Visualise that Medicine Buddha very willingly responds to your request. Instantly, healing blue lights and nectars emanate from the bowl in his lap, come to the crown of your head and flow down, filling your body, or that of the being for whom you are practising. You can direct the lights and nectars to specific parts of the body initially. But there is such an abundance of them, that they will fill the whole being of the person/animal.
Imagine that this process eliminates and purifies all disease, pain and suffering and causes of disease, pain and suffering instantly, completely and permanently. Imagine it is incomparably more powerful than the most powerful medical treatment.
Recite Medicine Buddha’s mantra
While visualising this process, recite Medicine Buddha’s mantra. Like the image of Medicine Buddha, there are a few variants of the mantra, depending on lineage. And, like the image, the best version to use is the one taught by your teacher.
If not, here is a helpful video providing a soundtrack of the mantra:
Continue the visualisation and mantra recitation for at least ten minutes if you are new to the practice. If you are a seasoned meditator, you will probably wish to go on for longer.
Conclude your session with a dedication:
‘By this practice of Medicine Buddha, may I/the being for whom I am practicing, and all beings, be free from pain, disease and suffering, and quickly, quickly achieve complete and perfect enlightenment.’
How does Medicine Buddha work?
We may understand the practice of Medicine Buddha on several different levels.
At the most basic level, there is now empirical evidence that the practice of meditation triggers a self-repair mechanism in our own bodies. We stop producing cortisol and adrenalin, and instead produce endorphins, seratonin, melatonin and effect many other pharmacological changes in our body. Even when we have a subjectively ‘bad’ session – i.e. our mind keeps wandering – by shifting what is going on in our mind, even a little, we also shift what is happening in our body. In an extraordinary way. A mantra and a visualisation is a very powerful combination, gives us plenty to be keeping us focused and engaged in our practice, thereby turbo-charging our self-healing session.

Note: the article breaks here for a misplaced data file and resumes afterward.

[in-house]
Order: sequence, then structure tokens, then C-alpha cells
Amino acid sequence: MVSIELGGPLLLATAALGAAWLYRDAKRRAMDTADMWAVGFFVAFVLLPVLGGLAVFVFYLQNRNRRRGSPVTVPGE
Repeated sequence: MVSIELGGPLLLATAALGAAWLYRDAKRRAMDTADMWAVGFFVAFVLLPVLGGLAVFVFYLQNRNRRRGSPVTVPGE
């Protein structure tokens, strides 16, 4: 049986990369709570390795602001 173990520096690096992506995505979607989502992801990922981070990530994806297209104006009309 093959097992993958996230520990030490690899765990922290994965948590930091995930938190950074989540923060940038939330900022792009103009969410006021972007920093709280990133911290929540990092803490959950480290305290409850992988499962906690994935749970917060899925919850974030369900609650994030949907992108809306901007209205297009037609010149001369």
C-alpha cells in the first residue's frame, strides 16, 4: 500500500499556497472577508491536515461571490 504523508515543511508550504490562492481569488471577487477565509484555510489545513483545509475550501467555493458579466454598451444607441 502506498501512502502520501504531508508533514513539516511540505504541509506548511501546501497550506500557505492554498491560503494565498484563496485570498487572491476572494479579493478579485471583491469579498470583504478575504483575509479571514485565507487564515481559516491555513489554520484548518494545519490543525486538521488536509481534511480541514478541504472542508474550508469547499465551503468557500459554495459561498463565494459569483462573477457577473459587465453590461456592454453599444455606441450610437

An element of confidence in the practice is also critical. If you believe it will help you, well, there’s every reason that it will. The placebo effect accounts for over a third of all healing, and if you believe that Medicine Buddha which has, after all, been practiced for thousands of years by people with incredibly powerful results, can work for you, then you’re off to a racing start.
The whole subject of how mental factors play a key role in effecting change at an epigenetic level is explored by writers like Bruce Lipton in his book, The Biology of Belief, which I’d highly recommend if you’d like to explore this subject from a scientific basis.
Resonance may also account for the powerful impact of Medicine Buddha practice. You may be sitting alone in a room doing it, on one level, but in a different way you are resonating with the many hundreds of thousands of people who have done exactly the same thing, benefiting from the experience, and contributing to the experience of those who follow. I have written more about this in my blog on the power of resonance (see blog link below).
You invoke Medicine Buddha through the use of specific imagery and sound, reaching out to the consciousness of those who have already attained enlightenment and who have chosen to manifest as Medicine Buddhas – of which there are innumerable beings. The minds of Buddhas are understood to be all-seeing and all-knowing. Nothing could be a more direct call to action, for such beings, than your practice of their specific mantra. You pretty much have them on speed dial when you use their mantra. Again, I have written more about the subject of Buddhist deities (see blog link below).